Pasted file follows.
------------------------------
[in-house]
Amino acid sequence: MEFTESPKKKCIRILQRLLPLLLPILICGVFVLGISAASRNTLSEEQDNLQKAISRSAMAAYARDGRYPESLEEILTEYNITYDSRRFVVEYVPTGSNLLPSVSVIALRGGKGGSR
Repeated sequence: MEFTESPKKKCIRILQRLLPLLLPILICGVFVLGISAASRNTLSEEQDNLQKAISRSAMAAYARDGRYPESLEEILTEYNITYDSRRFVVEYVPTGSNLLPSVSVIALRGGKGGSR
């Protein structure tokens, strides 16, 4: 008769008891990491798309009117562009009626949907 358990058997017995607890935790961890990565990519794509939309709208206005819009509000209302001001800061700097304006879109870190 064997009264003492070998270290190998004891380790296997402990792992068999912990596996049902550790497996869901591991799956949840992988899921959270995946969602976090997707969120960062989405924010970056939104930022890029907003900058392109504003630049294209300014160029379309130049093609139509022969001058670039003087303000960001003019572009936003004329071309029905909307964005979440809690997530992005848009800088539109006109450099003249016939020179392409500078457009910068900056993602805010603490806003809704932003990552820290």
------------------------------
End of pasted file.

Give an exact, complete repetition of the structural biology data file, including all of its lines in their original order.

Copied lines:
[in-house]
Amino acid sequence: MEFTESPKKKCIRILQRLLPLLLPILICGVFVLGISAASRNTLSEEQDNLQKAISRSAMAAYARDGRYPESLEEILTEYNITYDSRRFVVEYVPTGSNLLPSVSVIALRGGKGGSR
Repeated sequence: MEFTESPKKKCIRILQRLLPLLLPILICGVFVLGISAASRNTLSEEQDNLQKAISRSAMAAYARDGRYPESLEEILTEYNITYDSRRFVVEYVPTGSNLLPSVSVIALRGGKGGSR
């Protein structure tokens, strides 16, 4: 008769008891990491798309009117562009009626949907 358990058997017995607890935790961890990565990519794509939309709208206005819009509000209302001001800061700097304006879109870190 064997009264003492070998270290190998004891380790296997402990792992068999912990596996049902550790497996869901591991799956949840992988899921959270995946969602976090997707969120960062989405924010970056939104930022890029907003900058392109504003630049294209300014160029379309130049093609139509022969001058670039003087303000960001003019572009936003004329071309029905909307964005979440809690997530992005848009800088539109006109450099003249016939020179392409500078457009910068900056993602805010603490806003809704932003990552820290």